The next evening she was confronted at the prison by the two young Belgians, who identified her as the culprit. She was immediately placed in a cell, and kept for 10 weeks awaiting trial. Being alone in the cell except for the day her captors sent in an Austrian woman called Marasco who was posing as a Belgian and pretended she was in the same predicament as herself and working for the cause in order to gather intelligence to use against Agnes. Once she rumbled her intentions the woman quickly left.
On Pancake Tuesday Miss Short was taken before a court-martial. Days later she was pronounced guilty of recruiting and procuring false papers. Being given a sentence of two years hard labour for the papers, and a month for being impolite to Major von Bever. She was then, along with two elderly ladies, dispatched to Siegburg, near Cologne. When they got to the prison they were placed in a filthy cell without beds and only filthy sacks filled with straw to lay on.
The next morning a doctor was set to examine her to see if she was strong enough for hard labour. Knowing she was English, he did not bother to check her out, but simply signed a paper saying she was strong enough for anything. After being weighed she was taken to a common bathroom, and everything was taken from her – jewellery, money, and all.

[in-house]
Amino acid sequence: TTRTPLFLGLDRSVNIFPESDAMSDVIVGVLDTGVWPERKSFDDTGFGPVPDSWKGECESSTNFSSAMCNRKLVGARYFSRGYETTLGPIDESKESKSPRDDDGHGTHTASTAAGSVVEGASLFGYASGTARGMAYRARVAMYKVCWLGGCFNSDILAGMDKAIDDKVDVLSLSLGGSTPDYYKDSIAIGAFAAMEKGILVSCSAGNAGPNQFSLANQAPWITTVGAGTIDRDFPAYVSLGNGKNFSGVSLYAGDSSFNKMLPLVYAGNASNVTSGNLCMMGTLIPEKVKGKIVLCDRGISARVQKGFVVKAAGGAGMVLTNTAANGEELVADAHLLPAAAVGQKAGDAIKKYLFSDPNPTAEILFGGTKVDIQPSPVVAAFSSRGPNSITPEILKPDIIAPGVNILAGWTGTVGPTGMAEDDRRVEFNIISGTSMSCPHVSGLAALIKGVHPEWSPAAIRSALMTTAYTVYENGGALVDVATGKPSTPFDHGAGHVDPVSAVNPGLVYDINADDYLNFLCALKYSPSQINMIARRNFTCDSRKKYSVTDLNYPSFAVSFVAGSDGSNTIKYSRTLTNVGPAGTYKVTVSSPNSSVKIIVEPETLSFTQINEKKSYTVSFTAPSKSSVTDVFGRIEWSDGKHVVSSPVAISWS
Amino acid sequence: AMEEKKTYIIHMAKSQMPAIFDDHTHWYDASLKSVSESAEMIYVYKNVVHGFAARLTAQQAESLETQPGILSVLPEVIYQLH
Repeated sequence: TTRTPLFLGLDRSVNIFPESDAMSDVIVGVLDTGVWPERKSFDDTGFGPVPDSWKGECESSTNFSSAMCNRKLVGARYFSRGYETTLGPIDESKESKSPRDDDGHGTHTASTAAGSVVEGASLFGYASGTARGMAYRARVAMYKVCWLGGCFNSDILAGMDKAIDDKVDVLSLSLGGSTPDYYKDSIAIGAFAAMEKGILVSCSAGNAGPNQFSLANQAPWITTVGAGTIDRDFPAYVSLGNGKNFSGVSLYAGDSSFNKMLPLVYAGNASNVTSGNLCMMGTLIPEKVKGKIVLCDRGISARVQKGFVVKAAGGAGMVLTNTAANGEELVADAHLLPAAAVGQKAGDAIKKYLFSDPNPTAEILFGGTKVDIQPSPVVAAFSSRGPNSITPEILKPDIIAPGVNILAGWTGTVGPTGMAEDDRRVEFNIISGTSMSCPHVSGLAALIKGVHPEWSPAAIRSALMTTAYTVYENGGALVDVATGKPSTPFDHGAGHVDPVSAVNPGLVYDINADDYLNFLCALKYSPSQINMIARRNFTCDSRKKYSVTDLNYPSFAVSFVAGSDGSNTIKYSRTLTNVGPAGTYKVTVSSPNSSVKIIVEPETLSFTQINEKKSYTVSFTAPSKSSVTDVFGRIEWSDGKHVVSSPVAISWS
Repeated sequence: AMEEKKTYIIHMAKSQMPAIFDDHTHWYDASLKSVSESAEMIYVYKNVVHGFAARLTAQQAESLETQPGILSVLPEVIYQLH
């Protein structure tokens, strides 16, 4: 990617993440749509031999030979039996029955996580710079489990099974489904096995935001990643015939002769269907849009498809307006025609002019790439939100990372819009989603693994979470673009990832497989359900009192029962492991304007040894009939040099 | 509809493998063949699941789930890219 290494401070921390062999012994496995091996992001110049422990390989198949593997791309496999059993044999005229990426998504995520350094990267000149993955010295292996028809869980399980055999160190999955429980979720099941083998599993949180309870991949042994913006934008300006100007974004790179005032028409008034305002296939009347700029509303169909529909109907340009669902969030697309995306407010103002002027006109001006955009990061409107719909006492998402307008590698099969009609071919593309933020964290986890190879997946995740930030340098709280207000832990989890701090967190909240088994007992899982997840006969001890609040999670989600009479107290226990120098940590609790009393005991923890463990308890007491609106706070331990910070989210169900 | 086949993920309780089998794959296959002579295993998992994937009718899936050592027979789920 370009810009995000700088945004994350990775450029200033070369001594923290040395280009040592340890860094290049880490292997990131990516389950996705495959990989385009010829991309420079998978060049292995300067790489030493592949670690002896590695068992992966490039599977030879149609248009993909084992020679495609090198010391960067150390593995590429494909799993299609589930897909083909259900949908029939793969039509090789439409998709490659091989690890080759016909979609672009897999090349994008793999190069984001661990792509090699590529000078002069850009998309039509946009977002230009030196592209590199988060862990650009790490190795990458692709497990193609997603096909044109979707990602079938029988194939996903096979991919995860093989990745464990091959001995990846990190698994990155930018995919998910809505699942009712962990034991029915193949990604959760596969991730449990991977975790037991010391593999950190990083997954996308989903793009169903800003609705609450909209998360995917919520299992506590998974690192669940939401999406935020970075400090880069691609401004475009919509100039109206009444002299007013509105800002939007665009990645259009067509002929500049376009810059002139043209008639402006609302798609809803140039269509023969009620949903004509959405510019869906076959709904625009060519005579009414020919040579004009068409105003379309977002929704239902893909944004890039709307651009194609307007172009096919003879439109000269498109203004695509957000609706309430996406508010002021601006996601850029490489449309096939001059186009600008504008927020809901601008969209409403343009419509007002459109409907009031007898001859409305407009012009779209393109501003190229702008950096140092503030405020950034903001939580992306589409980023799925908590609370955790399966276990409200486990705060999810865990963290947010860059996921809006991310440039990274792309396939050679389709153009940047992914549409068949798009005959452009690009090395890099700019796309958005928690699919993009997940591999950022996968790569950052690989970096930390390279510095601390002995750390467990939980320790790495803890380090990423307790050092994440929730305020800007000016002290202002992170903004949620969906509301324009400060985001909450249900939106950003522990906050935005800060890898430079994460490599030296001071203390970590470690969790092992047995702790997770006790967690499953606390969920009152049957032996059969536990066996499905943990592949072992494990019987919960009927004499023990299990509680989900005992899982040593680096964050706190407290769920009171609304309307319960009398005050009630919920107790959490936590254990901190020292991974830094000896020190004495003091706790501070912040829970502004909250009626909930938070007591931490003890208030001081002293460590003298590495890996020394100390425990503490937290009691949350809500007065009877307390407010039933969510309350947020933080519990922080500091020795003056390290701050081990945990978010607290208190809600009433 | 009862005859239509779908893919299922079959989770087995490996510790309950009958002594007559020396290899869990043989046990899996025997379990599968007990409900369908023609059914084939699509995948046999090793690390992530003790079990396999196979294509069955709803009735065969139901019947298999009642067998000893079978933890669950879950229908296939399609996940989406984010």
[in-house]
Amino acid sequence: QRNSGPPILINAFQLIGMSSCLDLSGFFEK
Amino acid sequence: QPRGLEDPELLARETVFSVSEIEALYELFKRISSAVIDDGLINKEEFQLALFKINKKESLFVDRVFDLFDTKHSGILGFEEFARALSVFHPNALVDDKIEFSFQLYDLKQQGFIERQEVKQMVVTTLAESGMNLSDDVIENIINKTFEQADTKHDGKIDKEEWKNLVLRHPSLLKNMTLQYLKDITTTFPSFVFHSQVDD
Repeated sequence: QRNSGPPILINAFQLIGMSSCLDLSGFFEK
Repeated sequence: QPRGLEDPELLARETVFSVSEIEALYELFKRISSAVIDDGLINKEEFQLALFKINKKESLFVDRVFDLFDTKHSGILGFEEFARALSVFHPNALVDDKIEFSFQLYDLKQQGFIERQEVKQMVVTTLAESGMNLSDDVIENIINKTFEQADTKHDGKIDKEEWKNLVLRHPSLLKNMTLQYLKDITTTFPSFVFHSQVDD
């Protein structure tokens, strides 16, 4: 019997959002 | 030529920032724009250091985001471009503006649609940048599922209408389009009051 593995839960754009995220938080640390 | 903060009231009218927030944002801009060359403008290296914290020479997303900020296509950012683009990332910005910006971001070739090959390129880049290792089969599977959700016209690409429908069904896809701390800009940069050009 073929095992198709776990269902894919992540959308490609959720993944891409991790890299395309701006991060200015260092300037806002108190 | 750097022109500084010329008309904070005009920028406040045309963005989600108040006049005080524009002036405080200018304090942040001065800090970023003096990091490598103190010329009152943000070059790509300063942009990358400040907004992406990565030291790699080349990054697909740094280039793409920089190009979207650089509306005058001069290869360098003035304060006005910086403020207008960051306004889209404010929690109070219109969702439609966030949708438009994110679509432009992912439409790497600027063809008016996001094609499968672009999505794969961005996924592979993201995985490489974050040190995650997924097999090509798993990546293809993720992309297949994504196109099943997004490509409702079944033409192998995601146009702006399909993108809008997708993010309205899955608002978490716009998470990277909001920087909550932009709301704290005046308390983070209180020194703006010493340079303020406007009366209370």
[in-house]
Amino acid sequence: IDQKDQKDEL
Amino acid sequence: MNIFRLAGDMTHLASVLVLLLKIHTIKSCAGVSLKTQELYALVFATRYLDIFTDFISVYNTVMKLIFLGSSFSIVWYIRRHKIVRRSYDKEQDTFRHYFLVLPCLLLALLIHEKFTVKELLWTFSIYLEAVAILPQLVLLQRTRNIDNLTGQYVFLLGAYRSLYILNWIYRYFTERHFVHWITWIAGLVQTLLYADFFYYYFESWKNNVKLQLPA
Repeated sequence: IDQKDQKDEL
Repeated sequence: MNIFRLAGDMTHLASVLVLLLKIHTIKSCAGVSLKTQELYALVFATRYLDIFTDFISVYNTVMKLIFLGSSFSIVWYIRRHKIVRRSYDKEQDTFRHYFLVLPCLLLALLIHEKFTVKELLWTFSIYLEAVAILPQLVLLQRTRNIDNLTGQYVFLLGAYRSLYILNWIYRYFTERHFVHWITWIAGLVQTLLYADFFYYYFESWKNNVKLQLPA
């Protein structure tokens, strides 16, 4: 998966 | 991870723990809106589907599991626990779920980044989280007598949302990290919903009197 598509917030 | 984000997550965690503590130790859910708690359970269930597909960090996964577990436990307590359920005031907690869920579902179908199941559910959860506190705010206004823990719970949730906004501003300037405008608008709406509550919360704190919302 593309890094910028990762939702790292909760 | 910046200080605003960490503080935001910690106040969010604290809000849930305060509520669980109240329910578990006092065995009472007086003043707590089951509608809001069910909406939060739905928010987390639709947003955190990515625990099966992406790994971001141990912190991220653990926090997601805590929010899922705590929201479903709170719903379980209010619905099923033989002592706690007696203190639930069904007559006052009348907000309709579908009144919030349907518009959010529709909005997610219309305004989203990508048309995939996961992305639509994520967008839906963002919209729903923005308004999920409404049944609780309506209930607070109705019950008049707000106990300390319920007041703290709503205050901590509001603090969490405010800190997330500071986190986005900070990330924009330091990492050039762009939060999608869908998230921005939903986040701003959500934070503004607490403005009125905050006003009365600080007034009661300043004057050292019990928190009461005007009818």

After this, no matter what her condition, she was weekly hose-piped down in the company of others, despite voicing her objections of the indecency of it. Once when she refused to have a cold douche for intimate personal reasons, the Governor himself came and ordered four fräuleins to carry her out and strip her by force. Her days were spent in a tiny cell which was no more than a sleeping room. Because she was English she felt they made things worse for her. Breakfast consisted of coffee and a piece of black bread that was going mouldy, dinner was a bowl of soup, tea was a repeat of breakfast and supper was a cup of warm water.
The French and Belgium prisoners were allowed to receive food parcels sent to them, but as an English woman she was not allowed that privilege and she constantly complained about the starvation diet. Fortunately, she befriended a Madame Loisliett, a Belgian general’s wife, who was in prison for spying and she gave her food from time-to-time.
At first she got embroidery work to do, but shortage of silk and cotton ended that. They later put in her cell a machine for making buttons and she was told to make 1,000 buttons a week. When she noticed the buttons would be stamped ‘Made in England’, she refused to co-operate, “I do not intend making buttons in a German prison that are marked as made in England.”
For her stubbornness she was kept in isolation for a few more days before the Governor confronted her saying, “You are a prisoner here; you have nothing to say; you have only to obey. You are not in England now.”